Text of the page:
Sunday, December 15, 2013
Across many Australian, well established backyards there lurks a plant that many do not know is actually a fruit and it tastes amazing. Its commonly known as the Fruit Salad Plant, the botanical name is Monstera Deliciosa.
Not to be confused with the Philodendron. They are easy enough to tell apart as the Monstera Deliciosa has swiss cheese looking leaves. Philodendrons grow up right with a main central stem, whereas Monstera tend to go wide.
We grow so many strange things in our garden and this is one that even my kids like to take along to school as Show 'n' Tell (and a taste test). In many island communities they are sold at their markets as a regular fruit.
The fruit is highly acidic, and needs to ripen fully before eating. Sometimes if eaten a little too early it can feel like lots of pins and needles in your mouth. I'm not kidding. But the more riper the fruit the smoother and lovelier it becomes, and that sharp pin-like sensation mellows away.
The flavour is a strange cross between a pineapple and a banana; thus like fruit salad.
We usually harvest one or two at a time and pop them into a brown paper bag and leave them in the pantry or cupboard to ripen up. You will definitely know when they are ready to eat when your whole pantry has a sweet aroma and the outside pineapple-like scales just fall off. Start to eat where the scales fall away because that will be the sweetest and ripest part.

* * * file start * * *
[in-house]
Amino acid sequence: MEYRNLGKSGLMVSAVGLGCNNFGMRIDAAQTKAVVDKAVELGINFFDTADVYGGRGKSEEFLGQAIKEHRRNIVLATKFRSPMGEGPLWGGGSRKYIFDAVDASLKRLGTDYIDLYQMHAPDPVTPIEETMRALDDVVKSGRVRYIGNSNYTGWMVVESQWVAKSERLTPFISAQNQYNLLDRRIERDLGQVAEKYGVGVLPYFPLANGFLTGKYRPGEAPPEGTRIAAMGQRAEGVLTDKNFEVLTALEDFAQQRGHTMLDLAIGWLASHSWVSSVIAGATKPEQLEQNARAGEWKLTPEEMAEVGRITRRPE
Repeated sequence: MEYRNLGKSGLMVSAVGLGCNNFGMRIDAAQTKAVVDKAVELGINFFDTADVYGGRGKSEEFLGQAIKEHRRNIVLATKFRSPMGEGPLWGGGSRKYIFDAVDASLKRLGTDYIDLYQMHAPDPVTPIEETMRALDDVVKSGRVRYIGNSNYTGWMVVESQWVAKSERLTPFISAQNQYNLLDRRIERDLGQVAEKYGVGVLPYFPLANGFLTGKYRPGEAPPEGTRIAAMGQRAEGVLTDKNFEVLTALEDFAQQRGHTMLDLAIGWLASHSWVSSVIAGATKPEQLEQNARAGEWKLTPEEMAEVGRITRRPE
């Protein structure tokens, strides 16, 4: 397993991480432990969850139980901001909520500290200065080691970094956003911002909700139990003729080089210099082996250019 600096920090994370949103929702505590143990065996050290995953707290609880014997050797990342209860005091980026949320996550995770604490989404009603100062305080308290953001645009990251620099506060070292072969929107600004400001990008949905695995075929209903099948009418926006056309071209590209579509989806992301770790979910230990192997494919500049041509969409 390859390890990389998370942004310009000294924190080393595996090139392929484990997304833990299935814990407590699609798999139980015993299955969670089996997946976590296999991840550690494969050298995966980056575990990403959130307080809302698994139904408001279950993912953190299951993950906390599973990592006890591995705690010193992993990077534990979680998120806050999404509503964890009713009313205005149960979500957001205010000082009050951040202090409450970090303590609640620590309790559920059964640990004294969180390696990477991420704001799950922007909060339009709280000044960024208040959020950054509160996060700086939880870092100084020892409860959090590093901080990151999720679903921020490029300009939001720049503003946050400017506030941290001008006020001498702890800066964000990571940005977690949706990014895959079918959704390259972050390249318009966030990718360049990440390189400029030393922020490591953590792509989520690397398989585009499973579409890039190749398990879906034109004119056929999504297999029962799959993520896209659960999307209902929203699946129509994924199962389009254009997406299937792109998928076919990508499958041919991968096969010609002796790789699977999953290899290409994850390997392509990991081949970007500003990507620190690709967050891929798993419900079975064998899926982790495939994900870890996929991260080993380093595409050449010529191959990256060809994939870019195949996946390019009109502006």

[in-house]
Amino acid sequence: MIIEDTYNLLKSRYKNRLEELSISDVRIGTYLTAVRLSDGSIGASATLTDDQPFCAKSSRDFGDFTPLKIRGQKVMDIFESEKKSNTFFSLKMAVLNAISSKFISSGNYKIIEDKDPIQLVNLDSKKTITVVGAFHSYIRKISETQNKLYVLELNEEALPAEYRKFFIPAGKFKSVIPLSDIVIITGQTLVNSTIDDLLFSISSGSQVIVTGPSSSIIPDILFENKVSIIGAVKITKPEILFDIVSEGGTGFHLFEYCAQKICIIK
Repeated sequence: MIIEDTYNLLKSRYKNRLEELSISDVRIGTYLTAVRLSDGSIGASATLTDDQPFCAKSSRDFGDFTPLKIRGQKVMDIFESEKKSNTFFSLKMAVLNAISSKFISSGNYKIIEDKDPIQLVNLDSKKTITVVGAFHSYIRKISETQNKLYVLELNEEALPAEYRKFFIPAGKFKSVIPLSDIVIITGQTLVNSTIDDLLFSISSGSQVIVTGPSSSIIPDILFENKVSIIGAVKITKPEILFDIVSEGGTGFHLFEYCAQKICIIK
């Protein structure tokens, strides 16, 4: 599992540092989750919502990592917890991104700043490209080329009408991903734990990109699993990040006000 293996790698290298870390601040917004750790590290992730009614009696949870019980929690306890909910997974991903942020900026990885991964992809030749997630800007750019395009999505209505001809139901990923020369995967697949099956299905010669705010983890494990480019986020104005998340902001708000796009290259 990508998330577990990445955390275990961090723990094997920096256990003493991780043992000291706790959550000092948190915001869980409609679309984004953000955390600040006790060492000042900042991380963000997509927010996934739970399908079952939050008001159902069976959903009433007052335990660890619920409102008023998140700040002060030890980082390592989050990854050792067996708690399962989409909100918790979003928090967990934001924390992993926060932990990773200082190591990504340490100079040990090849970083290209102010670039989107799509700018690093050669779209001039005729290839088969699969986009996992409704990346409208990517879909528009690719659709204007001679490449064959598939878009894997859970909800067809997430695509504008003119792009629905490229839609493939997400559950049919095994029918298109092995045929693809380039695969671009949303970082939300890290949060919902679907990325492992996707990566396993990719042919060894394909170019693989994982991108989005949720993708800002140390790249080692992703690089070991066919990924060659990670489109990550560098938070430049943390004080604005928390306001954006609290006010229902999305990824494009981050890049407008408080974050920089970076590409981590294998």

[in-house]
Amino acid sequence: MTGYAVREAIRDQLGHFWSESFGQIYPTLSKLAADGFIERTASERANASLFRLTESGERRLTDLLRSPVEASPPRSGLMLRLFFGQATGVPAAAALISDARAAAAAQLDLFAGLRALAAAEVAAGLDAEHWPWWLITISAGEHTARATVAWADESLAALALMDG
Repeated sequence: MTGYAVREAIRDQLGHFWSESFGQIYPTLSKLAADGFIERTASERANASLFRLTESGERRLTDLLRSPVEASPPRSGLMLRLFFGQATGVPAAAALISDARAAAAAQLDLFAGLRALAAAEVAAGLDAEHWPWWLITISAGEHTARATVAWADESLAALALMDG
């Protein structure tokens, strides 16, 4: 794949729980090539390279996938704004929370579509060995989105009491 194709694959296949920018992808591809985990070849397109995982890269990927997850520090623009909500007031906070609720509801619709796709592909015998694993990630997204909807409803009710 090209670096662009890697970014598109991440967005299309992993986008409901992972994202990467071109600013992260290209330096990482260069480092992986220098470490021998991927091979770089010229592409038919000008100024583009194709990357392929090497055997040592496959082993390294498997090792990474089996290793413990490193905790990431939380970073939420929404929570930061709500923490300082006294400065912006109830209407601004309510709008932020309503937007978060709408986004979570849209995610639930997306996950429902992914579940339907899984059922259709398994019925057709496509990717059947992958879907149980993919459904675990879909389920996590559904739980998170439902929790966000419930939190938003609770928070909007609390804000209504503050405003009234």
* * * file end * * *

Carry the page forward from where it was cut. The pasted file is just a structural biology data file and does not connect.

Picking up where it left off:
Usually considered a plant for Tropics, it can grow like crazy in South Australia which is a Mediterranean climate with really hot summers. Our Monstera grows between our house and neighbouring fence and faces morning sun. It seems to thrive on neglect which is great for water conservation.
Picking Tip: When they easily snap off from their base, they are ready to harvest.
So next time you go past a Fruit Salad plant, have a look if you can find any fruit. Look for fruit in Spring and Summer.
Thursday, December 12, 2013
When you see how many new branches appear the task can look pretty daunting, but once you get in there you will find the true leaders to brace and the ones to remove.
On the type of frame I have I require two side branches and one central leader to grow up towards the next level.
I have used t-shirt material that has stretch which allows the branches to grow in width without strangling.
The central stem needs to be straightened as much as possible, so a little creative tying may need to be done to ensure that.
Remember to always prune with a clean pair of garden snips.
It's looking good, don't you think?